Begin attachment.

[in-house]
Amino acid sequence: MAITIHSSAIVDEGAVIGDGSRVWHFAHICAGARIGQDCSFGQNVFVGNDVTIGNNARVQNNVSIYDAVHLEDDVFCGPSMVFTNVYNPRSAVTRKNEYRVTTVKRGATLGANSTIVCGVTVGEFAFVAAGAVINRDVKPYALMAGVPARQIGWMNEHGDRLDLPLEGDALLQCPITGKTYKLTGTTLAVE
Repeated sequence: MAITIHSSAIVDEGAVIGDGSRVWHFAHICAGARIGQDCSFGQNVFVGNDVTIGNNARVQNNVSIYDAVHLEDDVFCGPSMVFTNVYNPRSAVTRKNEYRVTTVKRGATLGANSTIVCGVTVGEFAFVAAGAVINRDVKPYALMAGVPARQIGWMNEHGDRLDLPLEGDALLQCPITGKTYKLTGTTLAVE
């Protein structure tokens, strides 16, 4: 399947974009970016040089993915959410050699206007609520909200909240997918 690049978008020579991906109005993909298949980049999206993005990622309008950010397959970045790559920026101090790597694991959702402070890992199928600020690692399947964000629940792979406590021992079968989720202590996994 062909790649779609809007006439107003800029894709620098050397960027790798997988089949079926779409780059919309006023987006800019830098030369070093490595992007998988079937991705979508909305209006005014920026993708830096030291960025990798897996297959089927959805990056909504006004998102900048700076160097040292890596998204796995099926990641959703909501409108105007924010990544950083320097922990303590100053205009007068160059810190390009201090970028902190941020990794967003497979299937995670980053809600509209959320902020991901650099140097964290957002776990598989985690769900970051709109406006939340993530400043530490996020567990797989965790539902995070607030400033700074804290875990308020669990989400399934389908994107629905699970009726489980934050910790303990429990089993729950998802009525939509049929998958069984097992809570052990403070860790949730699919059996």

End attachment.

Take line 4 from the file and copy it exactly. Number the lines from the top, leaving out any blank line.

């Protein structure tokens, strides 16, 4: 399947974009970016040089993915959410050699206007609520909200909240997918 690049978008020579991906109005993909298949980049999206993005990622309008950010397959970045790559920026101090790597694991959702402070890992199928600020690692399947964000629940792979406590021992079968989720202590996994 062909790649779609809007006439107003800029894709620098050397960027790798997988089949079926779409780059919309006023987006800019830098030369070093490595992007998988079937991705979508909305209006005014920026993708830096030291960025990798897996297959089927959805990056909504006004998102900048700076160097040292890596998204796995099926990641959703909501409108105007924010990544950083320097922990303590100053205009007068160059810190390009201090970028902190941020990794967003497979299937995670980053809600509209959320902020991901650099140097964290957002776990598989985690769900970051709109406006939340993530400043530490996020567990797989965790539902995070607030400033700074804290875990308020669990989400399934389908994107629905699970009726489980934050910790303990429990089993729950998802009525939509049929998958069984097992809570052990403070860790949730699919059996």